We got the date this week. WoW Classic is coming on August 27th.
With that things felt… more real. People started making plans. I got an email from one of the old instance group, which we formed back in 2006 at just about the same patch level that WoW Classic is planned to launch with, indicating that we may yet again get the band back together.
I also started thinking about what class I might play. Do I want to go back again as a pally with an offensive spell that is only good against demons or undead, along with auras and judgements and five minute buffs?
You too can play with the talent calculator again.
I know Earl will go warrior and Skronk with a priest. Maybe a druid this time, so I can do the run across the wetlands just like back in the day?
More on that as it develops.
And, of course, with the date announcement there was an unleashing of negative responses, often in the J. Allen Brack vein that nobody really wants WoW Classic, that it will flop, or that even if it starts strong people will soon realize it sucks and walk away.
I would have thought the ongoing success of EverQuest retro servers would have answered this question. They form a part of the ongoing viability of the 20 year old game. I suppose you do have to believe that Blizzard will learn from that, which is always a dubious proposition. But even if Blizz thrashes about and moves at its usual glacial pace it should be able to make a success of selling nostalgia. It certainly has a larger installed base to work with than EQ, and they are already suggesting that The Burning Crusade and Wrath of the Lich King variations on these servers could be in the works if WoW Classic does well, though Mr. Brack does remain the doubter in chief on that.
All this also got me thinking again on the Cataclysm expansion.
Oh Cataclysm. If there were thirteen expansions, this one would cost 30 pieces of silver.
I have many negative thoughts about that expansion. Even in hindsight, where I take in other factors, like having played WotLK straight through from launch until Cata launched may have worn me out on WoW or that I followed Cata development more closely than any other WoW expansion which left me few surprises, there are still a lot of sins there.
And not the least among those sins was the reworking of the old world.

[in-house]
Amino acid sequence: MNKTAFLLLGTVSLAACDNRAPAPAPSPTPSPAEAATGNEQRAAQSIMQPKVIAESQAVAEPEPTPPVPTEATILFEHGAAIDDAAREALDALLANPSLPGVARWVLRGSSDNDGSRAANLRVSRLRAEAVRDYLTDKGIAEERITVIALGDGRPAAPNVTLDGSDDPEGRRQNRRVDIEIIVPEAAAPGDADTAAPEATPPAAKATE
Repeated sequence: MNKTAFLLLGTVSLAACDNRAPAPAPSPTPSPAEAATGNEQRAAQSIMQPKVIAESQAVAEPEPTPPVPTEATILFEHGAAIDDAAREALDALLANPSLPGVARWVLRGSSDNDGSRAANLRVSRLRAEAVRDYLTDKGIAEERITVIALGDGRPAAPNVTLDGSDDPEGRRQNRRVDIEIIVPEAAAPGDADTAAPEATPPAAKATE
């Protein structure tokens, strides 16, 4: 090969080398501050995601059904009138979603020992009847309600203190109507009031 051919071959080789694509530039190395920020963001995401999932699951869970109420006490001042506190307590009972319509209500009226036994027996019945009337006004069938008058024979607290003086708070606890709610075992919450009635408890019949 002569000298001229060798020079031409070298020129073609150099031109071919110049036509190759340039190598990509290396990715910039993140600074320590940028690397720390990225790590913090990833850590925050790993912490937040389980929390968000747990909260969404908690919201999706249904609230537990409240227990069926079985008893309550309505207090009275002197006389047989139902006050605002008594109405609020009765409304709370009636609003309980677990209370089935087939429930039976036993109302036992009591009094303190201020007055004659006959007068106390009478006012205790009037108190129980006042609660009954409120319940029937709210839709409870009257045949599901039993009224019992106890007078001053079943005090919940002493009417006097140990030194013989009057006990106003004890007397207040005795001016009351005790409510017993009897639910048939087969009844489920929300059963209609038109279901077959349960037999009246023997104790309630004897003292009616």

I get that Blizz was trying to improve the flow through the game to the current expansion, facing the problem of levels both with that and by limiting the expansion to just five more. It was a first, if not very effective, cut at the levels issue.
And I will admit that many of the redone zones are actually better. They have coherent focus and quests that further the story rather than the sometimes random series of of unrelated tasks that seemed to make up much of the content.
But MMORPG players seem to be an oddly nostalgic lot. In a game that you don’t pick up, play for a few weeks, or maybe months if it is a particularly excellent game, but play for years, the history matters. This was part of my “no good expansions” theory of the world, that expansion bring change, even to areas that otherwise remain untouched, which in turn leads to people pining for how things used to be.
In EverQuest many of the original zones have sat untouched for years, looking little different than they did back at launch, and yet Project 1999 is a thing, trying to bring back an original, untainted version of the early game, while purists decry the Daybreak progression servers as they include post-launch changes to the game. The purists are small in number however, and Daybreak’s nostalgia farming continues to do well.
So I wonder if Blizzard had dialed back their plans a decade back, decided not redo the world, perhaps opting just tune it up to allow flying, tacking on the starter zones for the two new races the same way they did with TBC, and then just focusing on the new zones and dungeons and raids, if we would even be talking about a launch date for something like WoW Classic today?
The strongest argument for WoW Classic is that you cannot simply go back to old zones and see places as they used to be. There is no was to easily simulate the old days, the way things used to be back at launch, because Blizzard changed it all. Some zones didn’t get hit too hard, but others were changed drastically.
In doing that, in removing the easy out option of telling people that the old game still exists if they want to visit places like the Mirage Raceway, did Blizzard set themselves up to eventually have to create something like WoW Classic?
I still feel like MMORPGs are new ground for Blizzard in some ways, even almost 15 years in. SOE launched it first nostalgia driven progression server a dozen years back when Blizzard was still trying to come to grips with WoW, the game that took over the whole company.
It feels like WoW Classic is them finally discovering yet another facet of the genre that makes it different from their stand alone games of the past, where you released something, maybe did an expansion, released a few patches, then moved on to other things.
MMORPGs are long term commitments.